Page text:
And if Romney had stopped there, he probably would've been fine. But he then quickly transitioned to a sour note. "One of the ways my sons are showing support for our nation is helping me get elected because they think I'd be a great president," the Republican added.

It sounded as if Romney was drawing a parallel, suggesting that military service and helping his campaign were comparable approaches to public service.

This year, Rep. Andy Barr (R) is running for re-election in Kentucky's 6th congressional district, where he'll face retired Marine Lt. Col. Amy McGrath, the first woman to fly an F-18 (such as the one shown in the above photo) in combat. The incumbent congressman told the New York Times:

"We both served our country," Mr. Barr said. "I've served in a position where ideas matter. My opponent has served her country in the military, where execution matters."

It's a subjective question, of course, but this probably isn't as bad as Romney's quote from 2007. It is, however, an example of what not to say when running against a combat veteran with an inspirational personal story.

Because not only is there a qualitative difference between political service and military service, but as most veterans would probably attest, "ideas matter" in the military, too.

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Thursday's Campaign Round-Up, 8.16.18

08/16/18 12:00PM

Today's installment of campaign-related news items from across the country.

* In CNN's latest national poll, Democrats lead Republicans on the generic congressional ballot by 11 points, 52% to 41%. The Democratic advantage has grown a bit since CNN's poll in June, when Dems had an eight-point lead.

* The latest Quinnipiac poll, meanwhile, shows Dems on the generic ballot by nine points, 51% to 42%. That's down a little from the Quinnipiac poll in July, which showed the party ahead by 12 points.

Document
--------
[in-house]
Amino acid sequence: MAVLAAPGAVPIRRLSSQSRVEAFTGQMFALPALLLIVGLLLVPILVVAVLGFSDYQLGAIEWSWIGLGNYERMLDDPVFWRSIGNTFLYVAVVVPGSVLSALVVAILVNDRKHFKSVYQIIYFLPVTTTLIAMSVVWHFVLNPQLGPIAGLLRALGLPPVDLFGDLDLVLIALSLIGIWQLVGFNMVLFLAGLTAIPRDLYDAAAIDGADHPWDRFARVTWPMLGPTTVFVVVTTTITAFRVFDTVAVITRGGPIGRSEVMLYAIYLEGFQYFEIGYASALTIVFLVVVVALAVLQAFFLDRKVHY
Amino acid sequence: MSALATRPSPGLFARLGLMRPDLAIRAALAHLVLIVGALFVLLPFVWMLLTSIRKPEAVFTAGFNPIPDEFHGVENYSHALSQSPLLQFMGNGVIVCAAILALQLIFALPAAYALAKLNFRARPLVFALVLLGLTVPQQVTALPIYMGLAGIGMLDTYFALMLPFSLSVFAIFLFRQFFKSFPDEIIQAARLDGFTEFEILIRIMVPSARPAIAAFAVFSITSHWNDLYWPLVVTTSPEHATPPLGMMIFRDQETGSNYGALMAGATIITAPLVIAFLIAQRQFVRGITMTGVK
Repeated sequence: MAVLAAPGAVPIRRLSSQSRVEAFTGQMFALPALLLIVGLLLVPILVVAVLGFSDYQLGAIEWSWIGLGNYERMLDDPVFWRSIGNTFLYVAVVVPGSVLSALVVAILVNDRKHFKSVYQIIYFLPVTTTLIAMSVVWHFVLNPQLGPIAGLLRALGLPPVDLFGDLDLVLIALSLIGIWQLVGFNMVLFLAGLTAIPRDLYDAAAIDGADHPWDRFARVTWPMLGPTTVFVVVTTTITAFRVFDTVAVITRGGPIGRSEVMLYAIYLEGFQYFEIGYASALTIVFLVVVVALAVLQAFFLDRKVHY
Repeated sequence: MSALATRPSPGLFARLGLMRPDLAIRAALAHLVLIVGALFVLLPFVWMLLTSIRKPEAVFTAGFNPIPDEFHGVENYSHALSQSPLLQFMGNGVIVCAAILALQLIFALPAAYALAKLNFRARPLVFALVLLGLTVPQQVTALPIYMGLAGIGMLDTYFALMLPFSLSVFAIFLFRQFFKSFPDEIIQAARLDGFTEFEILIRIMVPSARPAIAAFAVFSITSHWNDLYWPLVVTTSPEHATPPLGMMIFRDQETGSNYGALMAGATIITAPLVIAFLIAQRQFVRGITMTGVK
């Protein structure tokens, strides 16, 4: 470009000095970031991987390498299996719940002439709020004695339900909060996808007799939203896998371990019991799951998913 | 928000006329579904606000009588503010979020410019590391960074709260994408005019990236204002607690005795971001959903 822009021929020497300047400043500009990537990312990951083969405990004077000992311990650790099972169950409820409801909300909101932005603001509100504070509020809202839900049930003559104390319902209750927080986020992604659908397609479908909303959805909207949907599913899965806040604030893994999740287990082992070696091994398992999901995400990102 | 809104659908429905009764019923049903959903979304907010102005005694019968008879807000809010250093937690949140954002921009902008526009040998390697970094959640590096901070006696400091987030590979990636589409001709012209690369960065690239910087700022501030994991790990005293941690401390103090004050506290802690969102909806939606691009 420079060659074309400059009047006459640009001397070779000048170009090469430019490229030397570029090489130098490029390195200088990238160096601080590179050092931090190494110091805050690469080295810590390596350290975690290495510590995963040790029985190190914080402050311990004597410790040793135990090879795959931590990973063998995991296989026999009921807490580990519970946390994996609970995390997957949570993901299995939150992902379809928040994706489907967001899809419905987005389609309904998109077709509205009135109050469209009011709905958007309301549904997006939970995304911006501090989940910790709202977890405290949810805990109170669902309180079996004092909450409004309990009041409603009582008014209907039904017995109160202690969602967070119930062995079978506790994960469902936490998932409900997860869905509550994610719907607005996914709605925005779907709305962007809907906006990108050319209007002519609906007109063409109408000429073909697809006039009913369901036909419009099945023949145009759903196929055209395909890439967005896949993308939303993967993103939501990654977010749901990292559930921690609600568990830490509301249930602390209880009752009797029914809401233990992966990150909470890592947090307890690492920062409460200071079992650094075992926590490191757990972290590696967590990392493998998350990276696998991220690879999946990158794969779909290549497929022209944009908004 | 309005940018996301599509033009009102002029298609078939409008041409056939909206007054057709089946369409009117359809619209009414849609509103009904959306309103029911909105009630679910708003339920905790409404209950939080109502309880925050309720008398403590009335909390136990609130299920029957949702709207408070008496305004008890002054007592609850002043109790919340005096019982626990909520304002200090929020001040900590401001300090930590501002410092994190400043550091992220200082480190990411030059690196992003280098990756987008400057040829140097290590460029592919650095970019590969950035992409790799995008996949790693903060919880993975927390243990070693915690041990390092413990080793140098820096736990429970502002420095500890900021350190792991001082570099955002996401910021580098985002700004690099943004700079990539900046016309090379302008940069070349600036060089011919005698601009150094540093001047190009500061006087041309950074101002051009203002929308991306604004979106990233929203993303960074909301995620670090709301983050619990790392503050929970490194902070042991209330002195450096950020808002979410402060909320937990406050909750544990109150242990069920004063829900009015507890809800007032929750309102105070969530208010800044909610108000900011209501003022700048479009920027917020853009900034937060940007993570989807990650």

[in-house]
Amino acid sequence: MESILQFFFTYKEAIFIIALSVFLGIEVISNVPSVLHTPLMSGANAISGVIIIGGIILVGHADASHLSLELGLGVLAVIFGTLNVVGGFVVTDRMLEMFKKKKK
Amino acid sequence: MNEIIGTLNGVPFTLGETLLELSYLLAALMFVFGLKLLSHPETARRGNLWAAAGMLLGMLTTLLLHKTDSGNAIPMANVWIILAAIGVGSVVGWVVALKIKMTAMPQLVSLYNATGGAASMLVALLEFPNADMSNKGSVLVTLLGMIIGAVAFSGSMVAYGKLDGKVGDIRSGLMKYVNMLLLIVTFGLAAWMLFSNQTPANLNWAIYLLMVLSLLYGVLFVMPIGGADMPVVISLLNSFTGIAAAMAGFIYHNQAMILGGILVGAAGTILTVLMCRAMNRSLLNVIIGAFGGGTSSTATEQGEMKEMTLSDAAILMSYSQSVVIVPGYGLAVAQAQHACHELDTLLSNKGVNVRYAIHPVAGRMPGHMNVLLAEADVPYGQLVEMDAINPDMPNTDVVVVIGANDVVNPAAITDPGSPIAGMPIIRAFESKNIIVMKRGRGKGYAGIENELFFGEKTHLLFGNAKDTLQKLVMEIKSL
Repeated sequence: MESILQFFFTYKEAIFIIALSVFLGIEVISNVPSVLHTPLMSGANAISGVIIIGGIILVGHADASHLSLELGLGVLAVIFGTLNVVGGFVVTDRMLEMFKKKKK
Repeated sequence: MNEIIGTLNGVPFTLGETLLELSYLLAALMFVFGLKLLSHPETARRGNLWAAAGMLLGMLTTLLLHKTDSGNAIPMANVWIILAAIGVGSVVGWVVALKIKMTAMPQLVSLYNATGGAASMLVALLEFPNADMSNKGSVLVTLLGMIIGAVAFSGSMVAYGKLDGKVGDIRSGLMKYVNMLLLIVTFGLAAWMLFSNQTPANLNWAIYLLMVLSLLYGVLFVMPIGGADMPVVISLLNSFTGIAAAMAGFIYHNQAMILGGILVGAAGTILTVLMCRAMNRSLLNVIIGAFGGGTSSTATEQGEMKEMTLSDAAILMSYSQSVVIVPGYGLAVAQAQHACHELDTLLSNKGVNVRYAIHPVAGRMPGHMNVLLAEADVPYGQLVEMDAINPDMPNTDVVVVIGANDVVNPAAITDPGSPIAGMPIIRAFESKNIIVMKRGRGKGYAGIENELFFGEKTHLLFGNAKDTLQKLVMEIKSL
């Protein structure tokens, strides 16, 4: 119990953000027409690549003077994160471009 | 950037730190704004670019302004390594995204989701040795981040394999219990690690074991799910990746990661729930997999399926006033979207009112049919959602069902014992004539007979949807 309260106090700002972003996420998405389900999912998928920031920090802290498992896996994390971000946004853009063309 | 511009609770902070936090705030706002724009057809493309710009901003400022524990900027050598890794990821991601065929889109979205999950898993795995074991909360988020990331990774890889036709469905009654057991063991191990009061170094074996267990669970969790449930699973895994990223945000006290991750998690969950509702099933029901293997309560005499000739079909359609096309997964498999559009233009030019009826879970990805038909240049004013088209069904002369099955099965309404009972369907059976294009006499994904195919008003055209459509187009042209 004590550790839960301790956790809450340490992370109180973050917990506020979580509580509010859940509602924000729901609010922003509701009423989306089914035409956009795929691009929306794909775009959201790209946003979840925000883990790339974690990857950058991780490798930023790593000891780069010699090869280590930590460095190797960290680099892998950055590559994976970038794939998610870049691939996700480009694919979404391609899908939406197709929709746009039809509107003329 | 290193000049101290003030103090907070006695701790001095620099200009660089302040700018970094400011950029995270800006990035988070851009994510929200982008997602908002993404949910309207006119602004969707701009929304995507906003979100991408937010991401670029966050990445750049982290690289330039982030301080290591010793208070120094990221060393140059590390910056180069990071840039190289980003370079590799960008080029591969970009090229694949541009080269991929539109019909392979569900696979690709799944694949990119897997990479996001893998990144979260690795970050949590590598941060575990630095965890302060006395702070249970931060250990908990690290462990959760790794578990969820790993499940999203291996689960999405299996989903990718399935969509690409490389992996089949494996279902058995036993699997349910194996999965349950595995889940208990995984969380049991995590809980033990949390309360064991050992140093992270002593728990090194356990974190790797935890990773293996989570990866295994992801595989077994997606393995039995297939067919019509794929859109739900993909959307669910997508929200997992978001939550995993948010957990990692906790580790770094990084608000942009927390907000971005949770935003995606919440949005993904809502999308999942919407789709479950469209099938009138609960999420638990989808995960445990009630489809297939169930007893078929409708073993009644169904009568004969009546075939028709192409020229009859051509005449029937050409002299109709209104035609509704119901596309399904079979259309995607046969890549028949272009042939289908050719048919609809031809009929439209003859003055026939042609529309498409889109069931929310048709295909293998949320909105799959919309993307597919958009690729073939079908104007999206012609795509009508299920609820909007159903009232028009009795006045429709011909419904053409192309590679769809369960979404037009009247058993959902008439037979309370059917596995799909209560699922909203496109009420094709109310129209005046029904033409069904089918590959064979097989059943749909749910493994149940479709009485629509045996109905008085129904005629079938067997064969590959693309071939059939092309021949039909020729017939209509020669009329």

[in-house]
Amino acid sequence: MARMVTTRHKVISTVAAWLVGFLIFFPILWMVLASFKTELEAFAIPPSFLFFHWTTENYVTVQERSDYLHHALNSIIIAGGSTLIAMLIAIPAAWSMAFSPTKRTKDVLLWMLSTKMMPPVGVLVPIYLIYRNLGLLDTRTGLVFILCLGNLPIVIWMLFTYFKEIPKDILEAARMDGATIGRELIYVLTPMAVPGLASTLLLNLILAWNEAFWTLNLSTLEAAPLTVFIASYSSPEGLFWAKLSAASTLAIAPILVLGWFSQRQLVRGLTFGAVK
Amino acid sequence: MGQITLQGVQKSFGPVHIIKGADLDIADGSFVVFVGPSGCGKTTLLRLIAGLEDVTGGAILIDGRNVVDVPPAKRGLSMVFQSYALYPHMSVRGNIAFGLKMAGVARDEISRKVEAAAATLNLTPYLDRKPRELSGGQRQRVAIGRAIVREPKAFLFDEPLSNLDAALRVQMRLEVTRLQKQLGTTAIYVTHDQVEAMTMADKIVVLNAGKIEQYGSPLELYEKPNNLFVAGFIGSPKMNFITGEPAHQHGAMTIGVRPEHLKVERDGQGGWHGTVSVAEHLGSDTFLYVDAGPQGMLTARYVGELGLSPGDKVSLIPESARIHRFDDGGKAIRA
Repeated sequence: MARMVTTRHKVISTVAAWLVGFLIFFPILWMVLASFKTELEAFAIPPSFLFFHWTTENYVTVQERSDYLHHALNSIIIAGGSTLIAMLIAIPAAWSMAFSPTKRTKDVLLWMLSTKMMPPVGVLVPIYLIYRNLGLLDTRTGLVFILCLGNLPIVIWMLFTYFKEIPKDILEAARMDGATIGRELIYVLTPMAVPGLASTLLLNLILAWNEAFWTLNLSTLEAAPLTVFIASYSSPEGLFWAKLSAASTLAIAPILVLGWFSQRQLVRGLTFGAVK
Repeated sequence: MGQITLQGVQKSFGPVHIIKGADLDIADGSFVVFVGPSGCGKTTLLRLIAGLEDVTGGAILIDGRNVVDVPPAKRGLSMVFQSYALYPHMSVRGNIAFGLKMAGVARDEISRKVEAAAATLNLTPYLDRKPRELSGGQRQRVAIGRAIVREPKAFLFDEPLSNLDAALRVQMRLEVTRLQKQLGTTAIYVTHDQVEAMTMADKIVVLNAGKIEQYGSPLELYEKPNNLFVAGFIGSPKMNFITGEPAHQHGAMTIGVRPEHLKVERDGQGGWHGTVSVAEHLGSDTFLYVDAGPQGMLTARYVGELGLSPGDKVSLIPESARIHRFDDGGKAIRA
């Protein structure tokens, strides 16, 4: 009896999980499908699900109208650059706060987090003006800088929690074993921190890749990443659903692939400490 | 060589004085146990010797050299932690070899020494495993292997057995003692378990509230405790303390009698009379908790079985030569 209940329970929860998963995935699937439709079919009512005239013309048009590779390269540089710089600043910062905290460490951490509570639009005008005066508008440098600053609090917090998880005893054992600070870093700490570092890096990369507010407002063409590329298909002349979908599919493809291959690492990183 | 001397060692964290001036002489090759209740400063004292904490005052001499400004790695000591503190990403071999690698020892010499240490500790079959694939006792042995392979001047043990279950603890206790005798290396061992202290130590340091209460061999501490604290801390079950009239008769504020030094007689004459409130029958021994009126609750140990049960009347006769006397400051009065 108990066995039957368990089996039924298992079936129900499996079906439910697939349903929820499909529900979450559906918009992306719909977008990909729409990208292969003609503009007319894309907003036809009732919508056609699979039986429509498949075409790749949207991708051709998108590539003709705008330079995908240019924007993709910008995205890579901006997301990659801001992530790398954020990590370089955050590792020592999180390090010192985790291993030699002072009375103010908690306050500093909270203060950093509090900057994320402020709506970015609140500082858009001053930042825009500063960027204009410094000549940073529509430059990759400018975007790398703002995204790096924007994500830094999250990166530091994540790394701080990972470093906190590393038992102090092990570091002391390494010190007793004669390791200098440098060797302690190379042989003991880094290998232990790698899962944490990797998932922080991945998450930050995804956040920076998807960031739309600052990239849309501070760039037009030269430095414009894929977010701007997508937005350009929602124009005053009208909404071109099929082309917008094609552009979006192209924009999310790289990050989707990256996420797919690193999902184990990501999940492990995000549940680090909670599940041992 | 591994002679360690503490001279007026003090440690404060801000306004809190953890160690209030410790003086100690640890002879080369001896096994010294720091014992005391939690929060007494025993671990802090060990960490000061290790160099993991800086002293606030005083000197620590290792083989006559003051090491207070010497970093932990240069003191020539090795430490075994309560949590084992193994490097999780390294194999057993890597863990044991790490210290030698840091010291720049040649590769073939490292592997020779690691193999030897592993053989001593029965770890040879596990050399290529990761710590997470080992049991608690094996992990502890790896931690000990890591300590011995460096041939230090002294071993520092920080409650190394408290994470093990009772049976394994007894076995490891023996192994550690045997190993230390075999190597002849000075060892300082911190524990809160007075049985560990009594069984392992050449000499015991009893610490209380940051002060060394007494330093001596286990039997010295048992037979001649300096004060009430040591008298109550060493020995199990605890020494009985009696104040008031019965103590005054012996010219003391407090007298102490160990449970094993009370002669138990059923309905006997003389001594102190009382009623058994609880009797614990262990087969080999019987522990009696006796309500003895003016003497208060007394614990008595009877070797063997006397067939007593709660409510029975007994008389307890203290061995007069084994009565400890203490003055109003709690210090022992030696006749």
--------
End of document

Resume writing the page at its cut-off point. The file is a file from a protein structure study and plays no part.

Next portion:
* With just two weeks remaining before Arizona's Republican Senate primary, Rep. Martha McSally (R) has launched her first attack ad targeting former state Sen. Kelli Ward. In a sign of the times, the congresswoman argues in the spot that Ward, a far-right firebrand, isn't reliably conservative enough.

* If you've missed former White House strategist Steve Bannon, I have good news: he's back with a new group, called Citizens of the American Republic, which will work to help Republicans in the 2018 midterms.

* In Missouri's U.S. Senate race, Josh Hawley (R) slammed Sen. Claire McCaskill (D) this morning for "hiding out" in Washington, D.C. For the record, the Senate is in session, which means McCaskill just went to work.

* Rolling Stone had an interesting report yesterday on alleged cyberattacks targeting a former rival to Rep. Dana Rohrabacher (R-Calif.), generally recognized as the Kremlin's favorite congressman.

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A voter marks a ballot for the New Hampshire primary inside a voting booth at a polling place, Feb. 9, 2016, in Manchester, N.H. (Photo by David Goldman/AP)

Trump offers Democrats some 'bulletin-board' material on turnout

08/16/18 11:20AM

In politics, mobilizing one's base is nearly always beneficial, but it carries an inherent risk: politicians who generate excitement among loyal partisans can simultaneously motivate the other side.

For example, if a Democratic president moved to the left and delivered a message intended to motivate liberal voters ahead of an election, voters on the right, some of whom may have been indifferent about voting, might suddenly feel an urge to head to the polls.

Clearly, Donald Trump doesn't see much value in this model. The president sat down with the Wall Street Journal yesterday, talked about his plans for the 2018 midterms, and bragged about his physical stamina. "I have to make 50 stops, it's a lot," Trump said. "So, there aren't a lot of people that can do that, physically. Fortunately, I have no problem with that."

It led to this exchange:

Asked if his campaign appearances might also mobilize Democratic voters, Mr. Trump said, "It may -- but it energizes my people much more than it energizes them."

"I think the Democrats give up when I turn out," he said. "If you want to know the truth, I don't think it energizes them. I think it de-energizes them. I think they give up when I turn out."

In sports, there's something called "bulletin-board material." A player or a coach will make some audacious boast about an upcoming game, and it'll get posted to the bulletin board in the other team's locker room for motivation.

Trump's quote struck me as bulletin-board material for Democrats: he thinks they're more likely to stay home when he shows up in their area. The president is practically daring Dems to turn out in greater numbers in the fall.